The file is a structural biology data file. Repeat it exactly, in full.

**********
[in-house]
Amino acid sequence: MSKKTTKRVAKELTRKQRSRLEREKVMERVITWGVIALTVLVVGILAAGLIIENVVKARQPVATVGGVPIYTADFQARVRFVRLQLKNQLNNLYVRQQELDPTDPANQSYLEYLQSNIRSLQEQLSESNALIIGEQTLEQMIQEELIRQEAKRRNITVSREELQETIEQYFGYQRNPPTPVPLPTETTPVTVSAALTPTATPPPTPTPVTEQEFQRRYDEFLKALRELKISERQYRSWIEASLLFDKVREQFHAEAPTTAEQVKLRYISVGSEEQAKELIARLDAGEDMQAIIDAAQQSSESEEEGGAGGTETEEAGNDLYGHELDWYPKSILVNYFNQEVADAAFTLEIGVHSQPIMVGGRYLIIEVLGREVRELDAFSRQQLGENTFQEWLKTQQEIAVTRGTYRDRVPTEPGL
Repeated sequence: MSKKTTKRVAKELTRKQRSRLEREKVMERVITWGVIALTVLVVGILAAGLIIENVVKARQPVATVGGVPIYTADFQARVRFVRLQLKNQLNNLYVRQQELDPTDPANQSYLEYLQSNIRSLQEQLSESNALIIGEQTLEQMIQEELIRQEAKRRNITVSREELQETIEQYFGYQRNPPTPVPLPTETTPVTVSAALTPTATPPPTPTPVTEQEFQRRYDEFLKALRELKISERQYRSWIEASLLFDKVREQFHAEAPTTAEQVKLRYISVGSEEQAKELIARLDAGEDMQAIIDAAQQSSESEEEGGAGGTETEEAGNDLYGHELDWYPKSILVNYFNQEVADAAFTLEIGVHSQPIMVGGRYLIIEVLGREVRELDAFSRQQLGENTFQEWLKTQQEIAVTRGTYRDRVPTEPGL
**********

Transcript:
[in-house]
Amino acid sequence: MSKKTTKRVAKELTRKQRSRLEREKVMERVITWGVIALTVLVVGILAAGLIIENVVKARQPVATVGGVPIYTADFQARVRFVRLQLKNQLNNLYVRQQELDPTDPANQSYLEYLQSNIRSLQEQLSESNALIIGEQTLEQMIQEELIRQEAKRRNITVSREELQETIEQYFGYQRNPPTPVPLPTETTPVTVSAALTPTATPPPTPTPVTEQEFQRRYDEFLKALRELKISERQYRSWIEASLLFDKVREQFHAEAPTTAEQVKLRYISVGSEEQAKELIARLDAGEDMQAIIDAAQQSSESEEEGGAGGTETEEAGNDLYGHELDWYPKSILVNYFNQEVADAAFTLEIGVHSQPIMVGGRYLIIEVLGREVRELDAFSRQQLGENTFQEWLKTQQEIAVTRGTYRDRVPTEPGL
Repeated sequence: MSKKTTKRVAKELTRKQRSRLEREKVMERVITWGVIALTVLVVGILAAGLIIENVVKARQPVATVGGVPIYTADFQARVRFVRLQLKNQLNNLYVRQQELDPTDPANQSYLEYLQSNIRSLQEQLSESNALIIGEQTLEQMIQEELIRQEAKRRNITVSREELQETIEQYFGYQRNPPTPVPLPTETTPVTVSAALTPTATPPPTPTPVTEQEFQRRYDEFLKALRELKISERQYRSWIEASLLFDKVREQFHAEAPTTAEQVKLRYISVGSEEQAKELIARLDAGEDMQAIIDAAQQSSESEEEGGAGGTETEEAGNDLYGHELDWYPKSILVNYFNQEVADAAFTLEIGVHSQPIMVGGRYLIIEVLGREVRELDAFSRQQLGENTFQEWLKTQQEIAVTRGTYRDRVPTEPGL